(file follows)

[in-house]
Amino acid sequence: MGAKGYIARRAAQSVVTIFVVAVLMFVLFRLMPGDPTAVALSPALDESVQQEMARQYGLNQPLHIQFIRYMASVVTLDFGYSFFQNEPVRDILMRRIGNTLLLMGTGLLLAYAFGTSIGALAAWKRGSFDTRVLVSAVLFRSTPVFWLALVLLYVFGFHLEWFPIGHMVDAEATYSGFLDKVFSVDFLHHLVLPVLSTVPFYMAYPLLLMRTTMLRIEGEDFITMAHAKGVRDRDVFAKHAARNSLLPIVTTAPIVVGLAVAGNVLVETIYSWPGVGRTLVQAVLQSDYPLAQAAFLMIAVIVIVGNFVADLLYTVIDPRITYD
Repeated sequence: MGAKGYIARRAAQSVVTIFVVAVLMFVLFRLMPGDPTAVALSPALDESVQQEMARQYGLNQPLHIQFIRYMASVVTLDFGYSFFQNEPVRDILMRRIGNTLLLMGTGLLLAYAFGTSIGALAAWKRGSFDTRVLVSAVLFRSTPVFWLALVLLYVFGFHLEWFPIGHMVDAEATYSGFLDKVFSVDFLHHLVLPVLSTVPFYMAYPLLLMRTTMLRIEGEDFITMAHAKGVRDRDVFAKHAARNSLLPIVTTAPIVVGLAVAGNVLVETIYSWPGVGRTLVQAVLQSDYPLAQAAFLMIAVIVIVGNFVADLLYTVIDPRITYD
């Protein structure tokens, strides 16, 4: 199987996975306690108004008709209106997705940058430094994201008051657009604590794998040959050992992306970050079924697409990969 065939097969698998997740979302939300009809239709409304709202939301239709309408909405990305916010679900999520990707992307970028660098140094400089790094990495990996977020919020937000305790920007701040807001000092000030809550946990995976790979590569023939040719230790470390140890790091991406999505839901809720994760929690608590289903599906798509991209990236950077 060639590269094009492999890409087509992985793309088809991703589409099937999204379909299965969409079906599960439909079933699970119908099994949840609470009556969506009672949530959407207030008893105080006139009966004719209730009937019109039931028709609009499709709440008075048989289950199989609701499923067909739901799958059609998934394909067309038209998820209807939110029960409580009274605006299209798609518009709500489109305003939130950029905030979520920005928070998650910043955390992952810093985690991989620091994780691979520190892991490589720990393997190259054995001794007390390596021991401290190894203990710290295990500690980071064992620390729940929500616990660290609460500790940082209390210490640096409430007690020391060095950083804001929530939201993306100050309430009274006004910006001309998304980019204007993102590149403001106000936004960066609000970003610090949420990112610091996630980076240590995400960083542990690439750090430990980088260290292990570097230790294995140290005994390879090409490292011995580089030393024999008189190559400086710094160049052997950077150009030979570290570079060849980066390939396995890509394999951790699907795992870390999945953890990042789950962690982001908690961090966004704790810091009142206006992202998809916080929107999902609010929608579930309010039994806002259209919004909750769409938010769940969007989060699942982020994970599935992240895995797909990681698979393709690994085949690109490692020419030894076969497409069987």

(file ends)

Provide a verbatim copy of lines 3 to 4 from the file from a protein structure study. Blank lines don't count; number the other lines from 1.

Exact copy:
Repeated sequence: MGAKGYIARRAAQSVVTIFVVAVLMFVLFRLMPGDPTAVALSPALDESVQQEMARQYGLNQPLHIQFIRYMASVVTLDFGYSFFQNEPVRDILMRRIGNTLLLMGTGLLLAYAFGTSIGALAAWKRGSFDTRVLVSAVLFRSTPVFWLALVLLYVFGFHLEWFPIGHMVDAEATYSGFLDKVFSVDFLHHLVLPVLSTVPFYMAYPLLLMRTTMLRIEGEDFITMAHAKGVRDRDVFAKHAARNSLLPIVTTAPIVVGLAVAGNVLVETIYSWPGVGRTLVQAVLQSDYPLAQAAFLMIAVIVIVGNFVADLLYTVIDPRITYD
């Protein structure tokens, strides 16, 4: 199987996975306690108004008709209106997705940058430094994201008051657009604590794998040959050992992306970050079924697409990969 065939097969698998997740979302939300009809239709409304709202939301239709309408909405990305916010679900999520990707992307970028660098140094400089790094990495990996977020919020937000305790920007701040807001000092000030809550946990995976790979590569023939040719230790470390140890790091991406999505839901809720994760929690608590289903599906798509991209990236950077 060639590269094009492999890409087509992985793309088809991703589409099937999204379909299965969409079906599960439909079933699970119908099994949840609470009556969506009672949530959407207030008893105080006139009966004719209730009937019109039931028709609009499709709440008075048989289950199989609701499923067909739901799958059609998934394909067309038209998820209807939110029960409580009274605006299209798609518009709500489109305003939130950029905030979520920005928070998650910043955390992952810093985690991989620091994780691979520190892991490589720990393997190259054995001794007390390596021991401290190894203990710290295990500690980071064992620390729940929500616990660290609460500790940082209390210490640096409430007690020391060095950083804001929530939201993306100050309430009274006004910006001309998304980019204007993102590149403001106000936004960066609000970003610090949420990112610091996630980076240590995400960083542990690439750090430990980088260290292990570097230790294995140290005994390879090409490292011995580089030393024999008189190559400086710094160049052997950077150009030979570290570079060849980066390939396995890509394999951790699907795992870390999945953890990042789950962690982001908690961090966004704790810091009142206006992202998809916080929107999902609010929608579930309010039994806002259209919004909750769409938010769940969007989060699942982020994970599935992240895995797909990681698979393709690994085949690109490692020419030894076969497409069987």